Genetic Basis of Abdominal Aortic Aneurysm
To identify the genetic (major genes) and environmental factors responsible for the significant aggregation of abdominal aortic aneurysm (AAA) among relatives of affected individuals.
Aortic Aneurysm, Abdominal
|Study Design:||Observational Model: Natural History|
|Study Start Date:||August 1991|
|Estimated Study Completion Date:||November 2001|
Abdominal aortic aneurysm (AAA) is a dilatation of the abdominal aorta which can, if undetected, lead to rupture. The mortality associated with ruptured AAA is estimated to be 90 percent, while elective repair has a mortality risk of approximately 6 percent. Ruptured AAA is a leading cause of death among older Americans. The identification of markers of AAA risk could lead to preventive intervention. AAA aggregates in families, and segregation analysis shows that familial risk of AAA is best explained by the segregation of a major gene with an autosomal recessive mode of inheritance.
Affected relative pairs (primarily sibling pairs) with AAA and no evidence of a family history of a connective tissue disorder were genotyped for 150 highly informative microsatellite polymorphisms marking the autosomal genome at a resolution of 20 cM. The linkage between AAA and these loci was tested using robust affected pedigree member methods to identify genomic regions which might contain genes that predisposed individuals to develop AAA. The existence of predisposing gene(s) were confirmed and their location refined using a defined search strategy, genotyping at increasing levels of resolution, and re-analysis of family data. The predisposing gene(s) were identified by a combination of saturation mapping and molecular analysis of candidate loci. The association of AAA with environmental measures was investigated to determine an equation for estimating risk for relatives of AAA patients based upon environmental measures and genotype. Power calculations based upon the number and structure of families already collected demonstrated the feasibility of identifying genes that predisposed to AAA using this strategy, even in the presence of significant heterogeneity with respect to the loci involved. In addition to identifying genes that were necessary for AAA by linkage analysis, a series of analyses of association were undertaken to identify true susceptibility genes that were neither necessary nor sufficient to cause disease, but which modified an individual's risk of developing AAA.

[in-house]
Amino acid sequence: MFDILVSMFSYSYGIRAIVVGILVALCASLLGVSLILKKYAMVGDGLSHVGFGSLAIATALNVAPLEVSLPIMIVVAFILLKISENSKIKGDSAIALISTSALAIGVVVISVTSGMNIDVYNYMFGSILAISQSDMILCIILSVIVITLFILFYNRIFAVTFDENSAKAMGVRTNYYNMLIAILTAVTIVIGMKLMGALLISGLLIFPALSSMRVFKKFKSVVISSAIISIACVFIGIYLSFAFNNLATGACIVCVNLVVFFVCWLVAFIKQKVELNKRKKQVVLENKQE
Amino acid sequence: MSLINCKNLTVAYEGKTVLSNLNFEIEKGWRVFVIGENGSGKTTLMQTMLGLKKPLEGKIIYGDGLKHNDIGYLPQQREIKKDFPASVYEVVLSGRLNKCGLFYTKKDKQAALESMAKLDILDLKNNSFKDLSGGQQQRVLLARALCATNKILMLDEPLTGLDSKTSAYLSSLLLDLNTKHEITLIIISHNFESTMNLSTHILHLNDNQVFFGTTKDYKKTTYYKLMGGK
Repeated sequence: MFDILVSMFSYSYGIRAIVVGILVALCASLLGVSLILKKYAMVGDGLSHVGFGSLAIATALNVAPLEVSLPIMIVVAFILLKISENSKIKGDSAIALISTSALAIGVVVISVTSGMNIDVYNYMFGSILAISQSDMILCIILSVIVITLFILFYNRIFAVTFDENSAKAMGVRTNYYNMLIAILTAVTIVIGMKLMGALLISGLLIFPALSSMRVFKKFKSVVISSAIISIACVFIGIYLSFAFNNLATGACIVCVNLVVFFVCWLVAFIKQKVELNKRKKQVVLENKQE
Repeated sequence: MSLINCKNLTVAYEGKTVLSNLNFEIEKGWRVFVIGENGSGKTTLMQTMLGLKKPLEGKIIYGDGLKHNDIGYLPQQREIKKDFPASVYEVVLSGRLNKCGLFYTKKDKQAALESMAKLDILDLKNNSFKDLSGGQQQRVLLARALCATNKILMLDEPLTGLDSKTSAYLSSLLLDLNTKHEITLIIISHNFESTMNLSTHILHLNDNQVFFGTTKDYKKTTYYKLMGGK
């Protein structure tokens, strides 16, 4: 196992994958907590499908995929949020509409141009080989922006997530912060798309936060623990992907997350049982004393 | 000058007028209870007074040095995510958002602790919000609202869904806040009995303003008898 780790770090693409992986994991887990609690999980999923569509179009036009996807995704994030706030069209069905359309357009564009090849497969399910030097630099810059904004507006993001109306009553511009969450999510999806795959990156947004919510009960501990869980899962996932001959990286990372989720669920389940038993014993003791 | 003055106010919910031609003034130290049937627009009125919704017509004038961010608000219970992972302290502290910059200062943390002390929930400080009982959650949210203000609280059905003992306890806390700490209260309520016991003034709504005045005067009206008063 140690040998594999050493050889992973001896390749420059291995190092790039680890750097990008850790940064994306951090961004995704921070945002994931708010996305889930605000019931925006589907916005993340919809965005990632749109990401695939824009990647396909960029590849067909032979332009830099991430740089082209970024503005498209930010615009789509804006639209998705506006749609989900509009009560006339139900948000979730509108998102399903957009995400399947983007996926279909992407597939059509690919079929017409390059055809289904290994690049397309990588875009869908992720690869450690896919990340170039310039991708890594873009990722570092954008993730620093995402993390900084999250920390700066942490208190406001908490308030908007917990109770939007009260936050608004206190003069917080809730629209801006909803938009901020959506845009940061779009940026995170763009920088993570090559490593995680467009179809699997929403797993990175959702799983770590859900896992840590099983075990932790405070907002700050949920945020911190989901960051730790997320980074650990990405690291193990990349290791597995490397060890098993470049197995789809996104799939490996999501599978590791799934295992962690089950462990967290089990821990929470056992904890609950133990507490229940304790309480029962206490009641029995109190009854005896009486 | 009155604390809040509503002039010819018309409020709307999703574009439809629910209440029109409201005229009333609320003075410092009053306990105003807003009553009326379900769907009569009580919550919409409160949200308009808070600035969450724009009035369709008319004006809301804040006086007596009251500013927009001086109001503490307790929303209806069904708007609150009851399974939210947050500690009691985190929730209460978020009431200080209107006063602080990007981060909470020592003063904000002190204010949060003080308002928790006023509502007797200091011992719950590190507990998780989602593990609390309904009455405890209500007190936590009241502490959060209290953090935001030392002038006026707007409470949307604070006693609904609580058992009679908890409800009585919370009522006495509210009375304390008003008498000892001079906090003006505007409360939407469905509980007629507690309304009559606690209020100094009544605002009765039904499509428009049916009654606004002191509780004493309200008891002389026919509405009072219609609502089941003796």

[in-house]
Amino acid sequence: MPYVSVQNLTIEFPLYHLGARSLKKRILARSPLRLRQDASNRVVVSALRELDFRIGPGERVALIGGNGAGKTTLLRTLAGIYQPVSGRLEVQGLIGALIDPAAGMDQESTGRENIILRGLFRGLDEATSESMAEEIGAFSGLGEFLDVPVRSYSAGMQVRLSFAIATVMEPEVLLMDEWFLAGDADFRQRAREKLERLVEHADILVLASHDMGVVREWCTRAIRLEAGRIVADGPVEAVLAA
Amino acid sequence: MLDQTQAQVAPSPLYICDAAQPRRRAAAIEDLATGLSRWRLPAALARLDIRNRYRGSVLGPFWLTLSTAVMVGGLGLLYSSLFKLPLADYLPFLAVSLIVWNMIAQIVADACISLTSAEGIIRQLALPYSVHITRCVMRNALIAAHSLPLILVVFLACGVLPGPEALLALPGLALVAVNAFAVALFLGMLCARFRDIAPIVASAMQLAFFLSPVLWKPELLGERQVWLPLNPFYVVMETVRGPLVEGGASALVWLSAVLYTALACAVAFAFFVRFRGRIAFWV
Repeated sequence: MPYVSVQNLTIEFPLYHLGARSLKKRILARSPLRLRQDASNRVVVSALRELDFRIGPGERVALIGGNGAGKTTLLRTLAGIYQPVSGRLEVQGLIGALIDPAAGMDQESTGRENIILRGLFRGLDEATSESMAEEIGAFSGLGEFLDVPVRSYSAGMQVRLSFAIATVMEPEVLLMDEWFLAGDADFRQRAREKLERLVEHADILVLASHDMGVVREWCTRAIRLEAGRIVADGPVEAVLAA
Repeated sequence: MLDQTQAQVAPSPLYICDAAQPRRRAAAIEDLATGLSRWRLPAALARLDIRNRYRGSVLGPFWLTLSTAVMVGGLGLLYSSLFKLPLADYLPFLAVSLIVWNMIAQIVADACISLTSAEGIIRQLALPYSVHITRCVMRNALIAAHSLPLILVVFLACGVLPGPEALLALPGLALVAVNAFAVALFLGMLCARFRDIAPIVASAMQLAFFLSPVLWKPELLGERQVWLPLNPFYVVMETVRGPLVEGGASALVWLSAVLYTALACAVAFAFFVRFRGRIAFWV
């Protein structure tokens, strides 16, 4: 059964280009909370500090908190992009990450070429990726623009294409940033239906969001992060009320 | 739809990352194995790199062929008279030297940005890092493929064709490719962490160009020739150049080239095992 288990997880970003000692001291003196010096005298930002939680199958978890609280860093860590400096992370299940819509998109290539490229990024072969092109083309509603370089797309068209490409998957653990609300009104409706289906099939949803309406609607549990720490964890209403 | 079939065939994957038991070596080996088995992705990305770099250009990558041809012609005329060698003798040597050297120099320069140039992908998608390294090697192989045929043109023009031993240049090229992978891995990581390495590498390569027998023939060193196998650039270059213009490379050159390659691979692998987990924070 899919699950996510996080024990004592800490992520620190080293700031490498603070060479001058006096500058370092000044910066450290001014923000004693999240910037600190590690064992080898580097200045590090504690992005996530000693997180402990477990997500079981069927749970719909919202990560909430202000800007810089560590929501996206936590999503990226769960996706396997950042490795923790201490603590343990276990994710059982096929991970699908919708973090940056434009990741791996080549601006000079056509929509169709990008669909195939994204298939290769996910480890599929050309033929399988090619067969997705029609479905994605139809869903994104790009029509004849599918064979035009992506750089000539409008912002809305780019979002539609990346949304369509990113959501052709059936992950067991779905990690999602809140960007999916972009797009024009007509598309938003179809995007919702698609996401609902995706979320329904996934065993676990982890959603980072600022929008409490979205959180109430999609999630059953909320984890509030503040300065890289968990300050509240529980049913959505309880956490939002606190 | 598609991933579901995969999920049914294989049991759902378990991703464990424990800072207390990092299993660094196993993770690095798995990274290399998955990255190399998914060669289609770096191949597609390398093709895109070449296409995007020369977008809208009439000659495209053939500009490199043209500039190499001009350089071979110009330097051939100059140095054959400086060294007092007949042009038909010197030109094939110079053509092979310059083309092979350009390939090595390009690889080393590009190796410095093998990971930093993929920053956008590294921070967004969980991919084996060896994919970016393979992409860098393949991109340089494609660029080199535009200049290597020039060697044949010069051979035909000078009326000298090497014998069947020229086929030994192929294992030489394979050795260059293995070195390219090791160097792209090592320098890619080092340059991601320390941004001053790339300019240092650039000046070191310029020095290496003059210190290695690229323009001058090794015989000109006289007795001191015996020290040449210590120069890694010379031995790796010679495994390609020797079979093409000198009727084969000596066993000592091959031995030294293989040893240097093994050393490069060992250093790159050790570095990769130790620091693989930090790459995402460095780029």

|Investigator:||Robert Ferrell||University of Pittsburgh|